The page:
“MRI,” which stands for “Magnetic Resonance Imaging,” is a non-invasive way to take pictures of the body. Unlike X-rays and CT Scans, which use radiation, MRI uses a powerful magnet and precisely programmed radio signals to “see” inside the body, beyond what an X-ray can see. MRI shows normal anatomic structures (brain, organs, blood vessels, etc.) as well as structural or chemical alteration of tissue by disease. With MRI, it is often possible to diagnose disease at a very early stage, before it is visible by other means. Because most diseases are better treated when found early, MRI scans are becoming increasingly useful.

Is it uncomfortable? Is it dangerous?

An MRI exam causes no pain and is safe for most people. However, MRI cannot be performed on certain individuals, such as those who have cardiac pacemakers or certain other metal implants. If you have had any surgical implants, please discuss this with your doctor. With technological advances though, today most surgical implants are MRI compatible so one need not worry about the same.

How is it performed?

In the MRI suite you will be asked to lie on a narrow, movable table that will gradually slide you through the circular bore of a large, doughnut-shaped magnet. You should get comfortable because it is very important that you do not move during the scan. If you have a fear of confined spaces (claustrophobia), you are advised to tell the doctor before the exam. MRI procedures differ depending on your medical problem and the part of your body being studied. The radiologist plans an examination that is best suited for you. For example, if we are studying your abdomen, we will examine from your lower chest down to the upper pelvis, producing several series of images. During such a study, expect the machine to make loud noises, the tables to move occasionally, and the technologist to instruct you about your breathing. Certain tests require that a special dye (contrast) to be given before the test to enhance the MRI images and to facilitate the radiologist to visualize diseased tissues more clearly. The contrast is usually administered through an intravenous line (IV) in your hand or forearm. Side effects are rare. Anyone who has had recent surgery with surgical staples needs to be able to communicate with the technicians to tell us if there are any burning sensations. Anyone with a reprogrammable shunt must have the shunt reprogrammed after the MRI. And anyone with the possibility of having metal in their eyes (for example, one who does metal work as a career may have tiny bits of metal in the eyes that can be affected by the MRI), should have an ORBITS (x-ray of the eye) to rule out foreign bodies. Remember, each examination is tailored to individual requirements. Additional pictures are usually taken after the first series is completed.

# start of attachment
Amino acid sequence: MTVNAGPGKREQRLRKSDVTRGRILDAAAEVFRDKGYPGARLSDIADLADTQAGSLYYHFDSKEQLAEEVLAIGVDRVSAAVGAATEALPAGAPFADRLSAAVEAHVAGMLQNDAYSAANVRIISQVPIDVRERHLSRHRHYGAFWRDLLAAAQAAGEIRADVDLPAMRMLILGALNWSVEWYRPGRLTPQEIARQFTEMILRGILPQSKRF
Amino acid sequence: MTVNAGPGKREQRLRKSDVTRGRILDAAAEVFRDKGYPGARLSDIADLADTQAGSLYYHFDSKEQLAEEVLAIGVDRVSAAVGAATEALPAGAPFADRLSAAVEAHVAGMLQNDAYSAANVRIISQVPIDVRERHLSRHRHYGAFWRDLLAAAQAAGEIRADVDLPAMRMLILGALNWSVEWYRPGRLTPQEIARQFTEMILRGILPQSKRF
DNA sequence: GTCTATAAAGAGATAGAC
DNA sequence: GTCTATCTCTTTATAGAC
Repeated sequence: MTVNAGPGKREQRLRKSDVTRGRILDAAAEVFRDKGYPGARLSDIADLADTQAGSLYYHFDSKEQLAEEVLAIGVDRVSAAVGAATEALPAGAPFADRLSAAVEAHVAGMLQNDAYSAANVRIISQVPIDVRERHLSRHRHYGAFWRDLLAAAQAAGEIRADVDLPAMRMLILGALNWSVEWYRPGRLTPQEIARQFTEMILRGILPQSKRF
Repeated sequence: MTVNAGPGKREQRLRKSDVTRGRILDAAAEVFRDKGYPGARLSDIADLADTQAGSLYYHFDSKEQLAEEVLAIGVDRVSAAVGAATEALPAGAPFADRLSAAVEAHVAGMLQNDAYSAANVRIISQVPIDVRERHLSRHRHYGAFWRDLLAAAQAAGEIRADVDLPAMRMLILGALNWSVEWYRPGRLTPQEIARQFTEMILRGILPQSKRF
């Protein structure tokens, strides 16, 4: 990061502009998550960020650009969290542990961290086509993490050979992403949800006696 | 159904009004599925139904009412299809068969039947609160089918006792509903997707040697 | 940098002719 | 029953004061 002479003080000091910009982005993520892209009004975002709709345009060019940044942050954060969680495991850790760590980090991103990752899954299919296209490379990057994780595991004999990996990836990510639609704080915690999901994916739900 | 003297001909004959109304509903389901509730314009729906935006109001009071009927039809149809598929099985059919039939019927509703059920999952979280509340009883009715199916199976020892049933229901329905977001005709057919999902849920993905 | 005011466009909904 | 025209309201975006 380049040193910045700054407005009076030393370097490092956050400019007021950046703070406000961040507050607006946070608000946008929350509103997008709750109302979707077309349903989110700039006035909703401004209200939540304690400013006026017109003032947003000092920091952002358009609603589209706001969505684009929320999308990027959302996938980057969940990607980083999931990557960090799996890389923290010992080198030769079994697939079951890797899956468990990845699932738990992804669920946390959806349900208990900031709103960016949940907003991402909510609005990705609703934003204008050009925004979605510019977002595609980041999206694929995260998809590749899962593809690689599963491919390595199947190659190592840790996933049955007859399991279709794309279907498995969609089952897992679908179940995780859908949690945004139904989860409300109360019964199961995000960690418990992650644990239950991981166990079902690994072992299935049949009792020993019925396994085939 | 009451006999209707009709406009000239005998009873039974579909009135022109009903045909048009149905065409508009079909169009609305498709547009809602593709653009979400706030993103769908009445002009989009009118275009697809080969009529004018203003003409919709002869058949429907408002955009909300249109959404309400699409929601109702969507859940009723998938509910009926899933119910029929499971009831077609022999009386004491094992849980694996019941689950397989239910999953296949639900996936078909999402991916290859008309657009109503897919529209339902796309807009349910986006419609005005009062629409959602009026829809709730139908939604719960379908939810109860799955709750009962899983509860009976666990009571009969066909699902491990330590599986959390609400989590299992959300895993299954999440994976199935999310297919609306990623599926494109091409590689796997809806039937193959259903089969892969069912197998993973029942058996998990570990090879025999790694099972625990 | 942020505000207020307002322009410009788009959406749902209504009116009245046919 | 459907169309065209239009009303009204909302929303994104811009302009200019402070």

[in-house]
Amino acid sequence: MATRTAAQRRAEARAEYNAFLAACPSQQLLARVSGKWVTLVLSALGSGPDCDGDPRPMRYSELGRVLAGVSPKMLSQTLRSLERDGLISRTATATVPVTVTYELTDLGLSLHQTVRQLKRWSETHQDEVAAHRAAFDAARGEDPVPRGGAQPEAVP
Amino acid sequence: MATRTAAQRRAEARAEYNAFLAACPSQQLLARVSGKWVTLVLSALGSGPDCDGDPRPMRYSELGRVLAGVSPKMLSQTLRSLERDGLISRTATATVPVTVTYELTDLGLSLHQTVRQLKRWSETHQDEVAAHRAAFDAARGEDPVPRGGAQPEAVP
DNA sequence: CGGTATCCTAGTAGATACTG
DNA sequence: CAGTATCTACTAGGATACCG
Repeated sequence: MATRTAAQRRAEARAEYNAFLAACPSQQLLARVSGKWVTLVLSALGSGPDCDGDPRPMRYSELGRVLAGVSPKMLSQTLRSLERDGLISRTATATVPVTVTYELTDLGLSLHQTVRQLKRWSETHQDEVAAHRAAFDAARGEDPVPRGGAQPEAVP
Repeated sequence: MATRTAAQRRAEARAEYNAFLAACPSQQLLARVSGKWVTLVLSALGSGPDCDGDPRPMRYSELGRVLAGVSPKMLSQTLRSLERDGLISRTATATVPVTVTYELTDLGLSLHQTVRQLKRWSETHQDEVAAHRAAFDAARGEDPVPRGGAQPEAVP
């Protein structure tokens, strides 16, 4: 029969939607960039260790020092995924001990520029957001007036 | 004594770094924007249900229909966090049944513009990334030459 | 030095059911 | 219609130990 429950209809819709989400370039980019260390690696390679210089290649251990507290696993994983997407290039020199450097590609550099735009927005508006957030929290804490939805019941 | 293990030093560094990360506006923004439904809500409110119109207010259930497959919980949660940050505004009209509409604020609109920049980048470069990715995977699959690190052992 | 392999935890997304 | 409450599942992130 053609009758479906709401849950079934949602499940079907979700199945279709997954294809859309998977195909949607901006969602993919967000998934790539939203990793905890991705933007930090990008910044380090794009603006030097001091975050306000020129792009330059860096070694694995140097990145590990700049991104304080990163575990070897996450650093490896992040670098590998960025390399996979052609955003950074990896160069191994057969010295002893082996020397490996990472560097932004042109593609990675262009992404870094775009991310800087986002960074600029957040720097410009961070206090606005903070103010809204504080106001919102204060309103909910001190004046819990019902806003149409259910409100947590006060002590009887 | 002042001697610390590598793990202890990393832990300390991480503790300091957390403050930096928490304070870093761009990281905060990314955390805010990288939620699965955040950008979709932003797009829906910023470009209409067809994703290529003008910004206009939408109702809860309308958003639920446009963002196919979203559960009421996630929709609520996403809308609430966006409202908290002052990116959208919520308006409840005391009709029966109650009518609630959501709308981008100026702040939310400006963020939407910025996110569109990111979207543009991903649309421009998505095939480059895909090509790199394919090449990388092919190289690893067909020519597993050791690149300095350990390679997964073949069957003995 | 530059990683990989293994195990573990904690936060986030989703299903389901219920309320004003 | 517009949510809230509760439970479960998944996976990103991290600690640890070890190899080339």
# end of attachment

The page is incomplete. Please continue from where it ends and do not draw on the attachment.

How long does the procedure take?

An MRI scan typically takes from 30 to 60 minutes to complete. However the time differs depending on the type of MRI being done.

What happens after the scan?

Once enough information has been collected, you can leave and go about your normal activities without restriction.

When do I get the results?

Radiologists who specialize in this type of imaging will review your exam. You will then be asked to collect your report on a specified time.

Any other questions?

If you have any questions about your MRI scan, please ask any of our personnel including doctors, nurses, or technologists. We will try our best to explain the procedure clearly and to make your visit to the MRI suite as comfortable and speedy as possible.

High Strength Magnetic Resonance Imaging (MRI) details :

  • Magnetic Resonance Imaging works on the principle of a magnetic field and does not involve radiation of any sort. Magnetic Resonance Imaging involves placing the patient in an external magnetic field, thereby exciting all the tiny protons in the body which is used to produce the MR image. MRI is the best imaging modality for soft tissue, muscles, nerves, spinal cord & various joints, whereas CT has more use for the bones, chest, abdomen & pelvis.
  • MRI offers multiplanar capabilities, wherein images can be obtained in any plane at various section thicknesses.
  • At NM we do MRI of the entire body which includes MRI of the brain, MR Angio(MRA) for brain & neck vessels, as well as the body, MRI of the neck, MRI of the abdomen & pelvis, MRCP and MRI of the spine & joints.